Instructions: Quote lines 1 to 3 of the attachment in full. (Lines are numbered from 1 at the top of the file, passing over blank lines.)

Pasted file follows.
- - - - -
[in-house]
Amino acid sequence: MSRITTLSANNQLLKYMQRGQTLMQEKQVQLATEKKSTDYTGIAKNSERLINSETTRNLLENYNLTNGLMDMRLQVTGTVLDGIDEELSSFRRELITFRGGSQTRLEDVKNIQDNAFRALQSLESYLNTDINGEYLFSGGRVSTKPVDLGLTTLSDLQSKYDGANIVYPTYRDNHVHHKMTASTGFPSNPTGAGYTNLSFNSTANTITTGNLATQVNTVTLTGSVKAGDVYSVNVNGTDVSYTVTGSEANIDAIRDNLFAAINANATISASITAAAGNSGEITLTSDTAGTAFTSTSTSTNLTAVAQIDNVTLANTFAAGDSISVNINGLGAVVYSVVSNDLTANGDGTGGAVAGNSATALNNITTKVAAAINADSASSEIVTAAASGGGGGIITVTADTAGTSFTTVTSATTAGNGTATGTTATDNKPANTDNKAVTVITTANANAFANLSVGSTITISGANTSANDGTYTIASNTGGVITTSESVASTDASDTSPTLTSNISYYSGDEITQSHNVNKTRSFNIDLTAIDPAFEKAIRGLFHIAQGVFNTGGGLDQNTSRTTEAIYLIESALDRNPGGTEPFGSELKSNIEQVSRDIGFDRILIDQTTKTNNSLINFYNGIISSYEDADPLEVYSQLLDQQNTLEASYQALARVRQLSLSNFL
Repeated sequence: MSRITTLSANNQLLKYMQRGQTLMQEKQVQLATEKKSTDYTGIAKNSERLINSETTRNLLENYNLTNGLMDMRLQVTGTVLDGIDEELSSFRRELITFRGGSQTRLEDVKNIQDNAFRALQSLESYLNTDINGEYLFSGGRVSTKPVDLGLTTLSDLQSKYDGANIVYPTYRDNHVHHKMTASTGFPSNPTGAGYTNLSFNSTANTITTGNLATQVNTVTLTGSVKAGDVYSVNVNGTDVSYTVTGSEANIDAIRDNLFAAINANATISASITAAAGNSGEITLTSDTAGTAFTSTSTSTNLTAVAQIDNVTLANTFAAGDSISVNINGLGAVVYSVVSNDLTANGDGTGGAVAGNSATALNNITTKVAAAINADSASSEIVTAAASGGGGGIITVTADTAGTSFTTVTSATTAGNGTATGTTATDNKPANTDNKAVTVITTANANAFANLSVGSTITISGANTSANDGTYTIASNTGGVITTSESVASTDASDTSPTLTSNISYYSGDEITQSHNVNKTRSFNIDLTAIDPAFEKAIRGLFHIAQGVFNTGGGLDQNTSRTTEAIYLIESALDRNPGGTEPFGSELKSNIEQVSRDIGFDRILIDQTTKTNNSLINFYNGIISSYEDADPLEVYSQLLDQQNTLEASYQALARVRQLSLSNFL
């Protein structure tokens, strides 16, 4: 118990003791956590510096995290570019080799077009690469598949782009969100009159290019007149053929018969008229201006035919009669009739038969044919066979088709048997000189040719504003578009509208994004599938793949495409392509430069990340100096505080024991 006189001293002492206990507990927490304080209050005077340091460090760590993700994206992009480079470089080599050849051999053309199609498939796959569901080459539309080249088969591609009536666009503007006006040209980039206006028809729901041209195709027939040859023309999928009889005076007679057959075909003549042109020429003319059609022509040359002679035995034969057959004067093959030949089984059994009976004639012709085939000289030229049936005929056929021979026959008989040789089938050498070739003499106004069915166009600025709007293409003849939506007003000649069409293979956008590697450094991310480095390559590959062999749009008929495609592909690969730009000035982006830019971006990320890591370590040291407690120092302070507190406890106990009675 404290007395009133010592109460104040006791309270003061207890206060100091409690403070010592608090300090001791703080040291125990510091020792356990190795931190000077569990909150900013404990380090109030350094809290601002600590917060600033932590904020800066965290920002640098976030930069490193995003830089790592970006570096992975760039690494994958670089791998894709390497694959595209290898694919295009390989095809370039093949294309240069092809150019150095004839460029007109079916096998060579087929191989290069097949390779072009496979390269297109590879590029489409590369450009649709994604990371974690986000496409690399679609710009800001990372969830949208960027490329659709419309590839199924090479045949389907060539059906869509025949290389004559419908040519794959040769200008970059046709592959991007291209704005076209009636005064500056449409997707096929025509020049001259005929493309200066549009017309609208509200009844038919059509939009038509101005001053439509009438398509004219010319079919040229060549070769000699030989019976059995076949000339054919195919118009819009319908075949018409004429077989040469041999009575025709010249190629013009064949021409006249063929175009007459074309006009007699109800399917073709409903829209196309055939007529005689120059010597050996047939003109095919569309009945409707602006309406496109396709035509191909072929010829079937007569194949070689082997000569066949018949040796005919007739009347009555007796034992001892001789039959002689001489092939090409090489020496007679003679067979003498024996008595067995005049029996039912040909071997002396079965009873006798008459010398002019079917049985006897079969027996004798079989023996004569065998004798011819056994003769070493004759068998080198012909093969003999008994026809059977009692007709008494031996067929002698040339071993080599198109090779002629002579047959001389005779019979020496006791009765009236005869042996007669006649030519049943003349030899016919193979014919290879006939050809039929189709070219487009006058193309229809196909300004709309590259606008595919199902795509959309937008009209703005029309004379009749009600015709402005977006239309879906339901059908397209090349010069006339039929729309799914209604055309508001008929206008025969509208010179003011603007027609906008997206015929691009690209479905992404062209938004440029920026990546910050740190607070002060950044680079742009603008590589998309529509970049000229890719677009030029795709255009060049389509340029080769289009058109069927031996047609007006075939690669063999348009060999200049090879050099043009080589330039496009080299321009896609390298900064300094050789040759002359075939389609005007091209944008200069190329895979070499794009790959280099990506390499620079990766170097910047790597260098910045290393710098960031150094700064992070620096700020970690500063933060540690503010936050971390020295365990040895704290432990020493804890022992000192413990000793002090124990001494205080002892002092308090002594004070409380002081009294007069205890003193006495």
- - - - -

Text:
[in-house]
Amino acid sequence: MSRITTLSANNQLLKYMQRGQTLMQEKQVQLATEKKSTDYTGIAKNSERLINSETTRNLLENYNLTNGLMDMRLQVTGTVLDGIDEELSSFRRELITFRGGSQTRLEDVKNIQDNAFRALQSLESYLNTDINGEYLFSGGRVSTKPVDLGLTTLSDLQSKYDGANIVYPTYRDNHVHHKMTASTGFPSNPTGAGYTNLSFNSTANTITTGNLATQVNTVTLTGSVKAGDVYSVNVNGTDVSYTVTGSEANIDAIRDNLFAAINANATISASITAAAGNSGEITLTSDTAGTAFTSTSTSTNLTAVAQIDNVTLANTFAAGDSISVNINGLGAVVYSVVSNDLTANGDGTGGAVAGNSATALNNITTKVAAAINADSASSEIVTAAASGGGGGIITVTADTAGTSFTTVTSATTAGNGTATGTTATDNKPANTDNKAVTVITTANANAFANLSVGSTITISGANTSANDGTYTIASNTGGVITTSESVASTDASDTSPTLTSNISYYSGDEITQSHNVNKTRSFNIDLTAIDPAFEKAIRGLFHIAQGVFNTGGGLDQNTSRTTEAIYLIESALDRNPGGTEPFGSELKSNIEQVSRDIGFDRILIDQTTKTNNSLINFYNGIISSYEDADPLEVYSQLLDQQNTLEASYQALARVRQLSLSNFL
Repeated sequence: MSRITTLSANNQLLKYMQRGQTLMQEKQVQLATEKKSTDYTGIAKNSERLINSETTRNLLENYNLTNGLMDMRLQVTGTVLDGIDEELSSFRRELITFRGGSQTRLEDVKNIQDNAFRALQSLESYLNTDINGEYLFSGGRVSTKPVDLGLTTLSDLQSKYDGANIVYPTYRDNHVHHKMTASTGFPSNPTGAGYTNLSFNSTANTITTGNLATQVNTVTLTGSVKAGDVYSVNVNGTDVSYTVTGSEANIDAIRDNLFAAINANATISASITAAAGNSGEITLTSDTAGTAFTSTSTSTNLTAVAQIDNVTLANTFAAGDSISVNINGLGAVVYSVVSNDLTANGDGTGGAVAGNSATALNNITTKVAAAINADSASSEIVTAAASGGGGGIITVTADTAGTSFTTVTSATTAGNGTATGTTATDNKPANTDNKAVTVITTANANAFANLSVGSTITISGANTSANDGTYTIASNTGGVITTSESVASTDASDTSPTLTSNISYYSGDEITQSHNVNKTRSFNIDLTAIDPAFEKAIRGLFHIAQGVFNTGGGLDQNTSRTTEAIYLIESALDRNPGGTEPFGSELKSNIEQVSRDIGFDRILIDQTTKTNNSLINFYNGIISSYEDADPLEVYSQLLDQQNTLEASYQALARVRQLSLSNFL